BBNC - January 27, 2020
Anchorage, AK— As part of its new investment into Alaska’s seafood industry, Bristol Bay Native Corporation (BBNC) has hired Amy Humphreys as President and CEO and BBNC shareholder Everette Anderson as Senior Vice President of Bristol Bay Seafood Investments, LLC. In their new positions, Humphreys and Anderson will guide and grow BBNC’s emerging venture into this major sector of Alaska’s economy and overall global commerce.
Op-ed: Paul Lansbergen: We Need To Be Proud And Loud For Our Fisheries
SeafoodNews by Paul Labsbergen, President, Fisheries Council of Canada - January 28, 2020
The world is embarking on international negotiations of a new biodiversity framework. This will include a vision for 2050 and interim targets for 2030. Marine conservation is a hot topic in these negotiations. However, some important facts often get lost in such discussions and we need to remind ourselves and others of these facts.
Part of the problem is that the fisheries sector has fallen short when telling its story. The resulting void has been filled by the sector’s critics. Their view of our world is that we are too aggressive and short-sighted. I say we need to be proud and loud about our sustainability practices.
Fisheries and Oceans Canada reports that 96 per cent of Canada’s fish stocks are harvested at sustainable levels. Wow! My parents would consider that a damn good mark. On top of that, Canada’s adoption of independent certification is multiple times higher than the global average. Another point of which we should be proud! Still, despite this, the public assumption is that the ocean and our fish stocks need special protection from us and other threats and pressures. I can’t speak for other human or industrial pressures, but I do, and will continue to, talk about our fisheries.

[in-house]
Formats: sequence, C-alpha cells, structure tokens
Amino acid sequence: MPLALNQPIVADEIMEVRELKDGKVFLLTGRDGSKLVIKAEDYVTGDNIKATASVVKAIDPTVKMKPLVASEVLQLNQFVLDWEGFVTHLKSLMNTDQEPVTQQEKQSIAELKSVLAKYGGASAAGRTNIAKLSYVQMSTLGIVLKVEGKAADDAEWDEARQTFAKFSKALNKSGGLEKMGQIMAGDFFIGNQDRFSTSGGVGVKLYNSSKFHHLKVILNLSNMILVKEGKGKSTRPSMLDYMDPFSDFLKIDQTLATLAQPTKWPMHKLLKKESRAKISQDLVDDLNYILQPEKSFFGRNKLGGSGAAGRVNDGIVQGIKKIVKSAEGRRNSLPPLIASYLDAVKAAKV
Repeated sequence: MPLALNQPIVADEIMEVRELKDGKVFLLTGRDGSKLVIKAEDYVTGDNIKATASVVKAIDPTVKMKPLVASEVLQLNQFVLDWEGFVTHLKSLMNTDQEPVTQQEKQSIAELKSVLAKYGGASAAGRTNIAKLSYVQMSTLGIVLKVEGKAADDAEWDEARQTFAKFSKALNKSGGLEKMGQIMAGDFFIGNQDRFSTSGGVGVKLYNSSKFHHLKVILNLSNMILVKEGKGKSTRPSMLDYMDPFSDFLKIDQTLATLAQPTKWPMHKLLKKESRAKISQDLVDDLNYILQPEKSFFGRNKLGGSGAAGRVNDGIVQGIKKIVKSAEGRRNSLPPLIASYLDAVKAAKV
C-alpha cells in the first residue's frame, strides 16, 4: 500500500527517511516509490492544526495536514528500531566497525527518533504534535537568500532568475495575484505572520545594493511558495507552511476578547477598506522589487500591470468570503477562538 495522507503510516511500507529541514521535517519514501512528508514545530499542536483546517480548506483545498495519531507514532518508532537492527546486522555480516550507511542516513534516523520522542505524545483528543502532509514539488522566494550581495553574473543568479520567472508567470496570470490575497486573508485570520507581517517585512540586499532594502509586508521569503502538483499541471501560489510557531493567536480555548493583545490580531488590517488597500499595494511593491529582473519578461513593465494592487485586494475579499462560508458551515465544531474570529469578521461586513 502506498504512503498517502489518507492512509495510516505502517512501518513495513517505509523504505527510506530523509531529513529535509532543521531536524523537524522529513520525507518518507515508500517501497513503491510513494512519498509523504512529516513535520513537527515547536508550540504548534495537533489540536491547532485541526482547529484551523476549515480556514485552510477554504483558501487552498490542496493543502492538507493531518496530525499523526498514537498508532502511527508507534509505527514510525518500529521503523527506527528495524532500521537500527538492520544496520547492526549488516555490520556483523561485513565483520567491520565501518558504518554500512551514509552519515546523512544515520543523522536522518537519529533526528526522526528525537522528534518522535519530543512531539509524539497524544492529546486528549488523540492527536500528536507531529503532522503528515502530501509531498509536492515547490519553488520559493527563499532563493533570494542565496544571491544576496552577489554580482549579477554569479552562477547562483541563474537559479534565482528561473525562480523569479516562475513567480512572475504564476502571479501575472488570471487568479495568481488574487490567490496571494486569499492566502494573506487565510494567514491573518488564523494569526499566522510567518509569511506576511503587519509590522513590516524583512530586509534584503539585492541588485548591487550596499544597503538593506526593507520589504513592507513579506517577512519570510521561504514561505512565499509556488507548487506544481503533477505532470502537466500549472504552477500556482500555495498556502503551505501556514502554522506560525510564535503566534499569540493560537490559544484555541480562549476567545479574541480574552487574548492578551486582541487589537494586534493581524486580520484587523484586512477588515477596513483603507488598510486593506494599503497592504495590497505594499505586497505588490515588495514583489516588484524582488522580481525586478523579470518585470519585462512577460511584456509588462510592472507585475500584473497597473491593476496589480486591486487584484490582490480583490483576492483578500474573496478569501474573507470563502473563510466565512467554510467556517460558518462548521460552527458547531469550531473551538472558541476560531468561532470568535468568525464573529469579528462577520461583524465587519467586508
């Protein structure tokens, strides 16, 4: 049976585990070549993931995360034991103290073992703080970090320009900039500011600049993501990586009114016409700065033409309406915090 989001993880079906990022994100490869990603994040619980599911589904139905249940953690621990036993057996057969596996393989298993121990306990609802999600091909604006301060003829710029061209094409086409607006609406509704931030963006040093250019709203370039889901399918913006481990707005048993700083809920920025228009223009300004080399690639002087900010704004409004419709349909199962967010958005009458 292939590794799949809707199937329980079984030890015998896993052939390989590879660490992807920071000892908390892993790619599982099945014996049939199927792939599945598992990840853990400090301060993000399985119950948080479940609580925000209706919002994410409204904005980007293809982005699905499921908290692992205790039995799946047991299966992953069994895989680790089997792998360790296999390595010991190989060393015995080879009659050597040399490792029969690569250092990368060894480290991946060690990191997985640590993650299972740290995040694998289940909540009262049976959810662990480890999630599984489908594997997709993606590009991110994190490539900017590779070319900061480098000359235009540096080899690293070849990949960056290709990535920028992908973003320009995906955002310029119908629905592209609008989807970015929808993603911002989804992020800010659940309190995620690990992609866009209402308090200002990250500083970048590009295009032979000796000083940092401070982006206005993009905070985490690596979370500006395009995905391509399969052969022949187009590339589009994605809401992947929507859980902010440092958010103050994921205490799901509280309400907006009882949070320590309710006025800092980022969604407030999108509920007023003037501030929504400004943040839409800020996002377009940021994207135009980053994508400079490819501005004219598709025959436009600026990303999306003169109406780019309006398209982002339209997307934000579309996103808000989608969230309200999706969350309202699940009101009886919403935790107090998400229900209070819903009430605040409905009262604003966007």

Fishing activity and marine conservation are not mutually exclusive. A recent academic paper by Dr. Ray Hilborn et al. documents how managed fisheries generally are more abundant and face less fishing pressure than unmanaged fisheries. That was be obvious to those of us in the sector, but this paper helps document and verify it for the public eye. Certainly, Canadian fisheries are in the well managed cohort and continue to strive for improvements.
FCC and our membership are in favour of marine conservation that aims to improve both environmental and economic sustainability in tandem. After all, we have a vested interest in protecting the resource we rely on. However, government efforts have been criticized for not delivering on the promise of science-based and transparent measures.
The Federal Government has committed to conserving 25 per cent of our waters by 2025 and 30 per cent by 2030. The latest proposal for international negotiations appears even more ambitious. Fulfillment of that commitment could have significant impact on ocean and freshwater fisheries. We – government and industry – need to work together to find the win-win solution for marine biodiversity and sustainable fisheries. We can do better than just chasing a number. More legwork is needed to determine where more conservation effort is needed, to identify protection objectives and threats, and to select the best conservation measures that recognize the positive role of fisheries management and consider the socio-economic implications.
I urge all stakeholders in the fisheries industry to speak up and engage with decision makers on the topic of balancing biodiversity protection and marine conservation with economic prosperity. FCC will continue to advocate for transparency and outcomes that maximize benefits for the environment and our industry. Please don’t hesitate to contact me about how we can amplify our efforts to have a valued seat at the conservation table: email@example.com
Visit FCC’s website for more information on our work: www.fisheriescouncil.ca